What’s your favorite book of your own?
The three gender memoirs— She’s Not There; I’m Looking Through You; and Stuck in the Middle With You—are dear to my heart. Of these three, the middle child, I’m Looking Through You, is the one that was the hardest to write. It’s about growing up in an allegedly haunted house, and uses the metaphor of “haunting” to talk about what it means to occupy a body, and also to investigate the way we can be haunted by ourselves, by the ghosts of the people we have been, and how these sometimes stand in the way of us becoming our true selves. Parts of this book are very dark. I feel like the joy I find at the end of the story was very hard-won.
Who are your favorite writers?
I think our two best fiction writers are George Saunders and Jennifer Egan. Saunders’ collection of stories, “Tenth of December” is pretty close to perfect. As is Egan’s novel, “A Visit from the Goon Squad.” Both of them just leave me slack-jawed in amazement.
I also love the work of my dear friend, Richard Russo. His most recent novel, “Everybody’s Fool,” is as good a place to start as any.
On the nonfiction front, my favorite memoirist is Mary Karr, author of “The Liars Club” and “Lit.” My favorite work of hers is “Cherry.” She is the master.
And my friend Tim Kreider is probably the best writer of essays in the country. His first collection was “We Learn Nothing;” his second one, “I Wrote This Book Because I Love You” should be out shortly.
Dogs or cats?
Dogs. Over the course of my life I have owned maybe a dozen— three Dalmatians, a mutt, a chocolate Lab, a Gordon setter, and another mutt I called a “Kennebec Valley Flycatcher.” At present I am down to one dog, a creature so old she is really like a Grey Lab.
Is it true you are a gourmet pizza chef?
Yes, and to prove this I would sit you down in the kitchen and make you a “Downeast” — that’s a pie with red lobster sauce, parmesan, and the meat of one whole shelled lobster, then sprinkled with leaves of fresh basil. As this baked in the superhot oven I would pour you a martini, and ask you to tell me about your life.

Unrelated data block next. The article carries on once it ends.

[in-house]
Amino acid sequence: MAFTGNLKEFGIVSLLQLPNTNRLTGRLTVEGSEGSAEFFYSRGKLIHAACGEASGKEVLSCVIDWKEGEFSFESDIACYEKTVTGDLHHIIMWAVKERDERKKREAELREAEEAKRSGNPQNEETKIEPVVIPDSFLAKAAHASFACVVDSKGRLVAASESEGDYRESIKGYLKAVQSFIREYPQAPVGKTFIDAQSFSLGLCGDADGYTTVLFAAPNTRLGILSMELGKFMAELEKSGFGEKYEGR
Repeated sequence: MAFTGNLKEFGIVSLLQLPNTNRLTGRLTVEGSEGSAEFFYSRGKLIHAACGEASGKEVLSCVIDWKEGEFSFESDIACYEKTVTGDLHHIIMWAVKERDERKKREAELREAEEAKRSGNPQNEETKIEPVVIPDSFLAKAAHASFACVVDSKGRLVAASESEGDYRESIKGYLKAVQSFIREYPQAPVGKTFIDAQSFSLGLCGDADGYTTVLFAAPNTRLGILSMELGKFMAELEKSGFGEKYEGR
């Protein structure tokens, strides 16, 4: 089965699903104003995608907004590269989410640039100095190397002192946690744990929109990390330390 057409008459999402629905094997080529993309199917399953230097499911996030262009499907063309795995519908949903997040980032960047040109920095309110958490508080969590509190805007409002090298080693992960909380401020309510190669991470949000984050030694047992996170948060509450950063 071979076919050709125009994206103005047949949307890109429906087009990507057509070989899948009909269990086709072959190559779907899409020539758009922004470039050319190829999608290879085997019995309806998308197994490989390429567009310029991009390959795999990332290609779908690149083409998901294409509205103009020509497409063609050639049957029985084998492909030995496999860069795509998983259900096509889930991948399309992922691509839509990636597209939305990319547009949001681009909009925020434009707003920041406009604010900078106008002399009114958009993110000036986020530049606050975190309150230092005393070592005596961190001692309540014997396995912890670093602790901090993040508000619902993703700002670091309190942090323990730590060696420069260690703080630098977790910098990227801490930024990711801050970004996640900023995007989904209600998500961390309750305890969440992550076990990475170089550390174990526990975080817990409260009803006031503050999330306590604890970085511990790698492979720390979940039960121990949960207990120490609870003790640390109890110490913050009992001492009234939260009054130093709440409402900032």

Is there anything you miss about being a man?
My clothes used to all have pockets. Now, almost none of them do. It’s not fair.
What is your next book about? When will it be published?
My most recent book is GOOD BOY: My Life in Seven Dogs, published by Celadon, a division of Macmillan. It’s currently available in hardcover and in audio; paperback is coming in 20201. It is about seven moments in my life pre-transition, and the dogs I owned at each of those moments. In that way, it is a memoir of masculinity, as told by a woman in late middle age who remembers that country the way an emigrant might remember the country of her birth.
After GOOD BOY, my next project is a novel forthcoming from Ballantine/Random House; this book is being co-authored with my friend Jodi Picoult and will come out in 2023. There is also another nonfiction book from Celadon slated for 2o24.
If you want to keep up with my on a regular basis, your best bet is my NYT column, published on the opinion page of the Times every other Wednesday. The welcome page of this site usually has links to the most recent essays.